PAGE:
Icebergs to Go: Delivering Freshwater Across the Seas

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“Towing icebergs to places desperate for water is something of a non-urban myth. The idea sounds good on the surface. The planet is running short of freshwater, and gloomy forecasts predict a 30 percent rainfall decrease around the globe. Meanwhile, tens of thousands of big, purely freshwater icebergs crack off Greenland and Antarctica every year, only to drift into warmer waters and melt.

The notion of harnessing these massive, glassy natural resources is hardly new. In 1773 Captain James Cook brought small icebergs aboard The Resolution to replenish fresh water supplies. Towing bergs north or south has been seriously talked about in this century since the 1950s.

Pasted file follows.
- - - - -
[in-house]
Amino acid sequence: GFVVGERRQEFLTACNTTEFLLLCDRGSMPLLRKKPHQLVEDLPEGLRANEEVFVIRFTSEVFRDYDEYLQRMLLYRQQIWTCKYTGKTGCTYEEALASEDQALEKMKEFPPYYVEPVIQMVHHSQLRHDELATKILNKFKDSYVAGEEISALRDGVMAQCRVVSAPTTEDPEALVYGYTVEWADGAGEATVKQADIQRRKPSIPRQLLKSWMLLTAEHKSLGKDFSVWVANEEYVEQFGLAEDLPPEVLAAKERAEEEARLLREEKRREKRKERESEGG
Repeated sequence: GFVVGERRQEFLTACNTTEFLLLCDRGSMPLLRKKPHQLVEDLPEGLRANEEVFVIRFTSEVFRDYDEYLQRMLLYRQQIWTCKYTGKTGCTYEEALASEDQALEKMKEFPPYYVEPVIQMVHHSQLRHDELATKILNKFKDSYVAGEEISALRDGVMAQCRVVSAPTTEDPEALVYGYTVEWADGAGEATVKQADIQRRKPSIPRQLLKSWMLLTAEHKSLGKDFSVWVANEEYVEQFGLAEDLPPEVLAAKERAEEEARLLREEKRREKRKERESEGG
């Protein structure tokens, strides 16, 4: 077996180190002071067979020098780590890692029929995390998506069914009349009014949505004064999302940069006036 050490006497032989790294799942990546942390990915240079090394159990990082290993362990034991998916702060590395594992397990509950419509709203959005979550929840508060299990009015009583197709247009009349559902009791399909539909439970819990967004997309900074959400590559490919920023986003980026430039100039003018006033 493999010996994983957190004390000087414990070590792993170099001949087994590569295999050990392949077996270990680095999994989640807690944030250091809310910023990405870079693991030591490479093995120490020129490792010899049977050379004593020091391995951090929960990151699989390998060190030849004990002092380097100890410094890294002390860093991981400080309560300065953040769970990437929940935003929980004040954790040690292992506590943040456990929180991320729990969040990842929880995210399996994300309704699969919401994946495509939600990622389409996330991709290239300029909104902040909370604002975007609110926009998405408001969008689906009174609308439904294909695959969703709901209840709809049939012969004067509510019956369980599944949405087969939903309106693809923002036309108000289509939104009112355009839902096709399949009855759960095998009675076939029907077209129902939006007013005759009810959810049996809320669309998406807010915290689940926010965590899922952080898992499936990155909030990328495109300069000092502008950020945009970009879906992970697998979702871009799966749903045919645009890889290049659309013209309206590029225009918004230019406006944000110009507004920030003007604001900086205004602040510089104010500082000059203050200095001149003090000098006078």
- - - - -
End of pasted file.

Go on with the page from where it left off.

Unfortunately, every time a visionary entrepreneur floats a plan for navigating all that solid freshwater to parched markets, the H2O innovator is stymied by 1) the high cost of the towing and 2) the unacceptable amount of ice lost along the route.

Still, new iceberg theorists pop up every few years. The latest proposal comes from a University of Cambridge professor of ocean physics named Peter Wadhams. Wadhams claims to have partners in Canada and France who want to use tugboats to lug bergs from Newfoundland to the Canary Islands.”

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